Students similar to Dickson agreed that their refund checks helped them maintain their rent or schooling, and they were grateful for the money they received.

Unfortunately, not all students spent their refund checks on the items Wendt explained they were intended for.

One student commented that she took the money to buy a TV and concert tickets.

Several other students claimed they were using the money to buy frivolous items such as fashionable clothing and car accessories, and claimed that they saw no problem in their spending habits.

“I don’t see why it would be a problem what I do with the check, I mean it is my money,” Psychology major Patricia Lane stated. “I use the money to look good, and get stuff I want. If they didn’t want me to spend it, they shouldn’t have given it to me.”

Business Office Controller David Donsbach admitted that the check a student receives is their money, and they are free to do whatever they want with it.

However, he agreed with Wendt when he said that the refund checks’ first and main use was for schooling. All other types of spending could be considered bad budgeting on the student’s part.

Computer science major Nathan Wright held very strong opinions over what students should spend their financial aid on because he was unable to qualify for financial support himself.

“I have to save my money and pay for almost everything out of pocket. I did receive a scholarship, so that helps, but knowing that some students use the money to buy useless things makes me mad,” Wright said.

Wright claimed that while holding a job, he was also a full time student and took care of a dependent. Any financial assistance would have been used immediately to help him and his family meet their living needs.

“At the very least, students should take the money and save it. I’m not sure if they realize that once they get into the real world the government won’t be so lenient on handing them checks, so they might want to think about saving up now,” Wright continued.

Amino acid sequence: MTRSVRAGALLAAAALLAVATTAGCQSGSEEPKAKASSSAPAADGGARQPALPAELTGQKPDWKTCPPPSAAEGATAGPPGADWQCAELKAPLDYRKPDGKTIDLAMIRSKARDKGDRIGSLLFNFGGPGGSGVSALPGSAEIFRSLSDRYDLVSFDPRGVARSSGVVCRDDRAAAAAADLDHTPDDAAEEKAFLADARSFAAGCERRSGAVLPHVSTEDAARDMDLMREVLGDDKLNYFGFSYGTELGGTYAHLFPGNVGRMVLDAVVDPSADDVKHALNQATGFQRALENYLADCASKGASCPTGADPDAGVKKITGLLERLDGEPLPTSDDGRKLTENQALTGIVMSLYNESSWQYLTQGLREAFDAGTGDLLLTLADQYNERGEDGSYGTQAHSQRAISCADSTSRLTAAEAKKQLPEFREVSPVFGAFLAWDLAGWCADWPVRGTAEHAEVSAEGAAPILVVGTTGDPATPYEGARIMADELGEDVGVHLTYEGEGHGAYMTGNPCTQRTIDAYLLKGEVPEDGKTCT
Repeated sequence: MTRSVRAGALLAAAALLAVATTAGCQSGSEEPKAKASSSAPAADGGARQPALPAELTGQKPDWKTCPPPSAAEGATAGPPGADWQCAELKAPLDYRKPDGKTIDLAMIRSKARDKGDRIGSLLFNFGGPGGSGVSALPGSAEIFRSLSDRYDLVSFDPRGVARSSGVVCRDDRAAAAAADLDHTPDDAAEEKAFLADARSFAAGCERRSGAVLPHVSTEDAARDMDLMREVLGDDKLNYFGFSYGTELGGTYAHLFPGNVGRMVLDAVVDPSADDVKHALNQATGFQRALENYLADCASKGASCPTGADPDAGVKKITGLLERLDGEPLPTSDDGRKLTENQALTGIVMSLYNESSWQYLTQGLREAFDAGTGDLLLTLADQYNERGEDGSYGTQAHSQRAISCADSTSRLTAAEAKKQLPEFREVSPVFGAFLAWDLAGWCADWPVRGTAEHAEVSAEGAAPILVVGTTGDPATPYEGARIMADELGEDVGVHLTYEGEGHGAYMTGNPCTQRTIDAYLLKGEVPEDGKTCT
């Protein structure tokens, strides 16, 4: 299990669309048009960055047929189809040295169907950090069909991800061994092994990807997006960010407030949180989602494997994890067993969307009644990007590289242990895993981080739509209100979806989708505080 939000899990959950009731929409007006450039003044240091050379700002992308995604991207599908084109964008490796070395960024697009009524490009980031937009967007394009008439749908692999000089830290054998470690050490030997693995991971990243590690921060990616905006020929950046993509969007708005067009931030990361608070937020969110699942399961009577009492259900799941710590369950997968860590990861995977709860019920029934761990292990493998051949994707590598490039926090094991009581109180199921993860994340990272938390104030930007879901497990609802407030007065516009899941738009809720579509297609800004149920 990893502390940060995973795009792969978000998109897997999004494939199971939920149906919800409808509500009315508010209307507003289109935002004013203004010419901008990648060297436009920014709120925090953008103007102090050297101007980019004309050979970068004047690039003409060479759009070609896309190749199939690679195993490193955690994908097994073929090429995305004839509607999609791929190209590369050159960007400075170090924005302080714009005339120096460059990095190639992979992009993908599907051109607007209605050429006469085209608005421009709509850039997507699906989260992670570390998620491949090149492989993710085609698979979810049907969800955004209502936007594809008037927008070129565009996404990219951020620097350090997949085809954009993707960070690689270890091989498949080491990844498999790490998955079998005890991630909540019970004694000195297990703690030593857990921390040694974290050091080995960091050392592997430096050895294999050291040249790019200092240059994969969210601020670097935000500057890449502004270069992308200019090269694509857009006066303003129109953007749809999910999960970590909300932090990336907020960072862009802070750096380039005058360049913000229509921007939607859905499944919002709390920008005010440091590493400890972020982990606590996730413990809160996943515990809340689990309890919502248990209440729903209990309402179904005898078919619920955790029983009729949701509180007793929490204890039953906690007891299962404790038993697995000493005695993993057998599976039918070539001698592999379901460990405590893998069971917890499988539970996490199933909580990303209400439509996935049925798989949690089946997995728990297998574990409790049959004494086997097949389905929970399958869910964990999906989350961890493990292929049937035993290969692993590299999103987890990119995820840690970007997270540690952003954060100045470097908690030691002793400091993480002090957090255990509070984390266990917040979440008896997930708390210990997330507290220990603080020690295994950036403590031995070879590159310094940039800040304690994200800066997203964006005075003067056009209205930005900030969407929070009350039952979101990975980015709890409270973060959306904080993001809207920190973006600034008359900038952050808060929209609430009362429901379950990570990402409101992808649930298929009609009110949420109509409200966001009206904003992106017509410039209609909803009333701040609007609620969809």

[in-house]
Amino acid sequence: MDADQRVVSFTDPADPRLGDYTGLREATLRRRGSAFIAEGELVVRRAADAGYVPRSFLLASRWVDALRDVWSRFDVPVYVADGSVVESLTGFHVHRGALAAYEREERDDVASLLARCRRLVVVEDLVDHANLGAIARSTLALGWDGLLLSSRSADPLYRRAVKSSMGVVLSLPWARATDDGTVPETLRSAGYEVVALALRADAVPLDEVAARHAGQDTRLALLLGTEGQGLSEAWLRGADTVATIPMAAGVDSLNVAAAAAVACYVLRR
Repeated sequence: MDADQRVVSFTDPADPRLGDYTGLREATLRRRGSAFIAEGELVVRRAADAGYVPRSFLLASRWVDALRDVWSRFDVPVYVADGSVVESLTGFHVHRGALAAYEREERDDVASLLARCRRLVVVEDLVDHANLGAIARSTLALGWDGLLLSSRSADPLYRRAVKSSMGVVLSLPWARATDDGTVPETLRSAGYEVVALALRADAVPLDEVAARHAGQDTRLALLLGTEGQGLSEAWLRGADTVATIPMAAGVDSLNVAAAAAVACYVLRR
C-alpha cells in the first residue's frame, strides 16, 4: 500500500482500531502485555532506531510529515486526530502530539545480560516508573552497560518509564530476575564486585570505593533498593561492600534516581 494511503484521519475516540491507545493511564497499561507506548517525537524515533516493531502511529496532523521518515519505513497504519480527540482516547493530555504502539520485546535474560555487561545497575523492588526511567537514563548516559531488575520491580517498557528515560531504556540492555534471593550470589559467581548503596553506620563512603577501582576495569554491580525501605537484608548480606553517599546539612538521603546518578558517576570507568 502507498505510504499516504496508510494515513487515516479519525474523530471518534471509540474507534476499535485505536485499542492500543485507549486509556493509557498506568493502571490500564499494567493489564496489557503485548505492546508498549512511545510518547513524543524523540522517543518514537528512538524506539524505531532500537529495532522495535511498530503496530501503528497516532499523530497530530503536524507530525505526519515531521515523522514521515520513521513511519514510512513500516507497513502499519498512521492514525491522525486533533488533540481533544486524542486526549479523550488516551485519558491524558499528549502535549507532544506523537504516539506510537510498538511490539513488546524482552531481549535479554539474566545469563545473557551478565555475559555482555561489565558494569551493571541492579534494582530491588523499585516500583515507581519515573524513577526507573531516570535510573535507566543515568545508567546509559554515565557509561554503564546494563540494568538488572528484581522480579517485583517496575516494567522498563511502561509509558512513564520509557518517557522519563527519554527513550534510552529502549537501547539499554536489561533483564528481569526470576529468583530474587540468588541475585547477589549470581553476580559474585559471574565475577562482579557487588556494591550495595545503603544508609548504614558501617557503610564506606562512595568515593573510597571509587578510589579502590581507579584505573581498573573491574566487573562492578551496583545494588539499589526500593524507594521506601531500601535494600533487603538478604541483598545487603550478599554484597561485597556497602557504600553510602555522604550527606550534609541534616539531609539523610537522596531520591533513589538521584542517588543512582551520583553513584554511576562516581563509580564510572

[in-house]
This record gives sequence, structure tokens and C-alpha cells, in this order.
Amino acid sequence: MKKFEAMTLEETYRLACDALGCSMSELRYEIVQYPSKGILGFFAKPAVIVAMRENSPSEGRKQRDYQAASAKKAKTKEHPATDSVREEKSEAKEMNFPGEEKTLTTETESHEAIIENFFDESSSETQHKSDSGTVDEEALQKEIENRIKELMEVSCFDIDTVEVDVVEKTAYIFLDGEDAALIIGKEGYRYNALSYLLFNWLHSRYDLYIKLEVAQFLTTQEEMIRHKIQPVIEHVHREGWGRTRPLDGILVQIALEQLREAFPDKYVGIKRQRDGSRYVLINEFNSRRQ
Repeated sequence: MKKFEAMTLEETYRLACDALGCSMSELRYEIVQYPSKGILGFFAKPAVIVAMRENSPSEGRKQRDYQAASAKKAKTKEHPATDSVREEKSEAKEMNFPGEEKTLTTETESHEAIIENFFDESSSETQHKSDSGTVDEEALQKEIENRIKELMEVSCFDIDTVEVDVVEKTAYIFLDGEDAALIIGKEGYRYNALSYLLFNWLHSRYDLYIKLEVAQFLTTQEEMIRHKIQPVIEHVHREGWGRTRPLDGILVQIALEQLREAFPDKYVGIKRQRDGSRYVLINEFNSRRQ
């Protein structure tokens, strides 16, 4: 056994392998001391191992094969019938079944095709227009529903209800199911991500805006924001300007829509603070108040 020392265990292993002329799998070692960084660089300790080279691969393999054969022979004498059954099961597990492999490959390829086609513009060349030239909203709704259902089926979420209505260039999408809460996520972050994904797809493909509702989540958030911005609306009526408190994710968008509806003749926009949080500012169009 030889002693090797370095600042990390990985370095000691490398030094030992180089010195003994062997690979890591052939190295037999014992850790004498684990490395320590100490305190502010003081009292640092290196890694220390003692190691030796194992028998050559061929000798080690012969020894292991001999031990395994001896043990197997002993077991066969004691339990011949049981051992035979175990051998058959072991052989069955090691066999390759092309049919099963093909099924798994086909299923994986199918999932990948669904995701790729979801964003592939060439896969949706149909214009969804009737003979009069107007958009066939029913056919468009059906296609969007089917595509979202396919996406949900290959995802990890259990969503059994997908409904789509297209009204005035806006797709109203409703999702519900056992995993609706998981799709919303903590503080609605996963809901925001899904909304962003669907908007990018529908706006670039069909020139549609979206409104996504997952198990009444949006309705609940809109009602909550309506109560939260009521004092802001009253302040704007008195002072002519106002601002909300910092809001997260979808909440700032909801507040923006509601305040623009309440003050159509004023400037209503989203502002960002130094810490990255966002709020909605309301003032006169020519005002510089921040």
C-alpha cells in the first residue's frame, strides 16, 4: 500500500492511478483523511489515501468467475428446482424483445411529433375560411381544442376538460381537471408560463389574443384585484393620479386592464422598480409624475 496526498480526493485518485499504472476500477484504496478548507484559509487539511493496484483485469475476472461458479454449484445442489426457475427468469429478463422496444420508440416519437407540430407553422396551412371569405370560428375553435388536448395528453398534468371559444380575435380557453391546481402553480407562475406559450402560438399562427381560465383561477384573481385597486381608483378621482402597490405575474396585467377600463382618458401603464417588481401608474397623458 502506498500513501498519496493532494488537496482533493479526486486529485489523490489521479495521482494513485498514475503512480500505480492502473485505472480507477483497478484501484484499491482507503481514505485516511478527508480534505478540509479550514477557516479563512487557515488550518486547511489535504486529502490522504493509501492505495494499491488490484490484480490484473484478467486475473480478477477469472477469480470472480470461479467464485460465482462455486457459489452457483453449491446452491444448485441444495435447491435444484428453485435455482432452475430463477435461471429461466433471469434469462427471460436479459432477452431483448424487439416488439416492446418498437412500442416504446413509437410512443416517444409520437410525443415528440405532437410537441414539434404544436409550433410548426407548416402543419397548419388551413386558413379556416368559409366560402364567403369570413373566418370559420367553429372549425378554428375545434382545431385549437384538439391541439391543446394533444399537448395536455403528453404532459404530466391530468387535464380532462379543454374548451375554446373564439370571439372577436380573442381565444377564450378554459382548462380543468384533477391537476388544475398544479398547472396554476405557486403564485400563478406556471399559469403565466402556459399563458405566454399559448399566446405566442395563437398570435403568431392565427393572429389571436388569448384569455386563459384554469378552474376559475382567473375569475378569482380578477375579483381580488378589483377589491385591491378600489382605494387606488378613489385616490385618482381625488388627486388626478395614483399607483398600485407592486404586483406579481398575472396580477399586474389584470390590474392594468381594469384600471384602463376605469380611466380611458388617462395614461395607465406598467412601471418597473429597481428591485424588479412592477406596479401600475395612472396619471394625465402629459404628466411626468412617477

For those students that have trouble budgeting or need advice on how to correctly spend their money there is help.

The Financial Aid and Veteran Services office, located in the A Wing, assists students by providing budget and money-management counseling.

To the students that are misusing their financial aid on frivolous items, Wendt warns that they might be in jeopardy of getting their financial aid taken away.

If this is the case, that student is ineligible to receive or continue to receive student aid and might even have their aid taken away and be forced to pay back what they had received.

Students are encouraged to be mindful of the way they spend, because what they get may not always be available for them. There are other people that need financial assistance, too.

Refund checks might mean a little extra money in one’s bank account, however, it would be wise to transfer that money into a savings account and start budgeting correctly for upcoming semesters and life to come.

Recommended: Articles that may interest you

Be the first to comment on this article! Log in to Comment

You must be logged in to comment on an article. Not already a member? Register now

Log In